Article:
Growth Investor Tools and Tips
Growth Investing is the other major school of investment theory. While Value Investing looks for good news in a bad news situation, growth investors look for
good news that they think will only get better. They look for accelerating earnings which are ahead of the pack, and whose earnings are predicted to stay ahead
of the market over a long period of time. If those earnings do stay ahead of the market, so will the stock price - at least that's the way growth investors plan
on it working.
A growth investor might use a variety of tools to determine a stock’s potential. A high beta, for example, indicates a stock’s price will move at a higher percentage than the overall market if it starts to rise.
The book-to-bill ratio is a predictor of future sales based on current unfilled orders. Some of the best-known growth investors have had their own favorite tools. Let’s take a look at some of these growth investor metrics and how to take advantage of them.
Price/Earnings to Growth - PEG Ratio
PEG is a widely used indicator of a stock's potential value. It is considered by many to be a stock's potential value.
It is favored over the price/earnings ratio because it also accounts for growth.
A ratio used to determine a stock's value while taking into account earnings growth. The calculation is as follows:
Keep in mind, the numbers used are projections, and so, can be less accurate. Also, there are many variations when using
earnings from different time periods (i.e., 1 year vs. 5 year). Be sure to know the exact definition your source is using.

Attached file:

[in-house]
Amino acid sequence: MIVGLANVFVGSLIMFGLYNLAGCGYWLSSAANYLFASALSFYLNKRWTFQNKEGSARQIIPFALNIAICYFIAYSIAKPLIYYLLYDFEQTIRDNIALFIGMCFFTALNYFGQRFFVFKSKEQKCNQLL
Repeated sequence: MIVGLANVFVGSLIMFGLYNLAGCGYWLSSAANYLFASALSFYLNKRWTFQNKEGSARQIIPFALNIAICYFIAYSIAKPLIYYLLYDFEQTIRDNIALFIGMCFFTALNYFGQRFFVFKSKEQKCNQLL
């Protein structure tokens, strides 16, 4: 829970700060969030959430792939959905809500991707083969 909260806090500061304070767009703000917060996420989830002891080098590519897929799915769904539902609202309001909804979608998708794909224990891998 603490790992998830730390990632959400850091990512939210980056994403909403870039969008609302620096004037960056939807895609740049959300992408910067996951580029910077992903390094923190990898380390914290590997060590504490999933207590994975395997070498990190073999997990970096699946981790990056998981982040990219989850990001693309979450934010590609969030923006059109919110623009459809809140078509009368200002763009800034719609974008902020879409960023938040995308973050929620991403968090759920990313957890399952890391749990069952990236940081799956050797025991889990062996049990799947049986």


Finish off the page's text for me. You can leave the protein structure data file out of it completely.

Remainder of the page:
Beta is a measure of a stock’s relative price volatility to the S&P 500. For example, a beta of 1 would indicate that
for every 1.0-point move in the S&P 500, your stock would move 1.0-point. A beta of 1.5 would indicate that a 1.0-point
move in the S&P 500 would move your stock 1.5-points.
This stock's Beta is 1.22 or about 22% greater volatility than the S&P 500 Index:
Book to Bill Ratio
Describes the technology industry's demand to supply ratio for orders on a "firm's book" to number of orders filled.
Calculate the three-month averages of orders booked and sales billed. Then you divide orders by sales. This quotient
reflects the relation of the potential revenue (orders) to actual revenue (sales).
This ratio measures whether the company has more orders than it can deliver (if greater than 1), equal amounts (equals 1),
or less (under 1). This monthly figure is used frequently for companies in the technology and chip (semiconductor) sector.